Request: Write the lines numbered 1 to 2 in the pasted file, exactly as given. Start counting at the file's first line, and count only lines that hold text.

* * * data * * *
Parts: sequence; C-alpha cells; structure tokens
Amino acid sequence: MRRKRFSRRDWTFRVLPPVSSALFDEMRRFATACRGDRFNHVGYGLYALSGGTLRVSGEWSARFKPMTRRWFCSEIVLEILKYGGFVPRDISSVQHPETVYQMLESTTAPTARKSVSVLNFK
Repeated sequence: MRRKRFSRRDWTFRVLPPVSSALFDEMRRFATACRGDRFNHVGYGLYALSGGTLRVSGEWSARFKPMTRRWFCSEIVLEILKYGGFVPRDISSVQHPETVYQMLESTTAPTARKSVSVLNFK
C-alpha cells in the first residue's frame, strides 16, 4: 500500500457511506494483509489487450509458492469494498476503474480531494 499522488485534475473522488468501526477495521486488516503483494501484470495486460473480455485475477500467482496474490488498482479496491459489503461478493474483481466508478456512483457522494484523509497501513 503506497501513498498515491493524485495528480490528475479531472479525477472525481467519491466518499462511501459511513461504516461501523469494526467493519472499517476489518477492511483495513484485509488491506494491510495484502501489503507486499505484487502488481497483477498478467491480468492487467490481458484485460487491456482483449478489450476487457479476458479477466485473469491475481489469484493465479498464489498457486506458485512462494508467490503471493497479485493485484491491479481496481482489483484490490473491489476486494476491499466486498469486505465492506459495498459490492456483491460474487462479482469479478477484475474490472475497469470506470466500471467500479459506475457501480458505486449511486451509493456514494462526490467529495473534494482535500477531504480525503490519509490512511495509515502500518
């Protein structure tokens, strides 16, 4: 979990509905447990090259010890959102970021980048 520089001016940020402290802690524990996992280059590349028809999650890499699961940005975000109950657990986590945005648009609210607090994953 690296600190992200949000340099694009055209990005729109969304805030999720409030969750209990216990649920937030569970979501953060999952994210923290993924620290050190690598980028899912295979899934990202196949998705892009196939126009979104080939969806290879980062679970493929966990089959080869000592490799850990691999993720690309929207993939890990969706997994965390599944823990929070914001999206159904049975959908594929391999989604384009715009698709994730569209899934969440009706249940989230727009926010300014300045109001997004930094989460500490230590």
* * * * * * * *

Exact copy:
Parts: sequence; C-alpha cells; structure tokens
Amino acid sequence: MRRKRFSRRDWTFRVLPPVSSALFDEMRRFATACRGDRFNHVGYGLYALSGGTLRVSGEWSARFKPMTRRWFCSEIVLEILKYGGFVPRDISSVQHPETVYQMLESTTAPTARKSVSVLNFK